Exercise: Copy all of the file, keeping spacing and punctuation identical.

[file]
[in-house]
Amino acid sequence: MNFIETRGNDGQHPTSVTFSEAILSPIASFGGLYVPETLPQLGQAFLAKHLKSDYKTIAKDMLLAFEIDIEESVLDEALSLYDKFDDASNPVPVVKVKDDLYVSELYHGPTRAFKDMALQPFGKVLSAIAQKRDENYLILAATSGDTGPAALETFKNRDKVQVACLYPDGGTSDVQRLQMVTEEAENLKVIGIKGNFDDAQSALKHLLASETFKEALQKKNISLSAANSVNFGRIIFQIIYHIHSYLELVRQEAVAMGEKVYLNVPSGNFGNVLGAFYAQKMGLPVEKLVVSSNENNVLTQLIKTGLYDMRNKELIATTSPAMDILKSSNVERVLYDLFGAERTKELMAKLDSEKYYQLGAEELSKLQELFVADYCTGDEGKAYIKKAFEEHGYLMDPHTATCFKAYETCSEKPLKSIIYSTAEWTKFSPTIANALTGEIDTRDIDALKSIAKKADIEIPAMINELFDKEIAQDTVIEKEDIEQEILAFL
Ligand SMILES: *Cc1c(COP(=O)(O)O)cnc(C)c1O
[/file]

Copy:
[in-house]
Amino acid sequence: MNFIETRGNDGQHPTSVTFSEAILSPIASFGGLYVPETLPQLGQAFLAKHLKSDYKTIAKDMLLAFEIDIEESVLDEALSLYDKFDDASNPVPVVKVKDDLYVSELYHGPTRAFKDMALQPFGKVLSAIAQKRDENYLILAATSGDTGPAALETFKNRDKVQVACLYPDGGTSDVQRLQMVTEEAENLKVIGIKGNFDDAQSALKHLLASETFKEALQKKNISLSAANSVNFGRIIFQIIYHIHSYLELVRQEAVAMGEKVYLNVPSGNFGNVLGAFYAQKMGLPVEKLVVSSNENNVLTQLIKTGLYDMRNKELIATTSPAMDILKSSNVERVLYDLFGAERTKELMAKLDSEKYYQLGAEELSKLQELFVADYCTGDEGKAYIKKAFEEHGYLMDPHTATCFKAYETCSEKPLKSIIYSTAEWTKFSPTIANALTGEIDTRDIDALKSIAKKADIEIPAMINELFDKEIAQDTVIEKEDIEQEILAFL
Ligand SMILES: *Cc1c(COP(=O)(O)O)cnc(C)c1O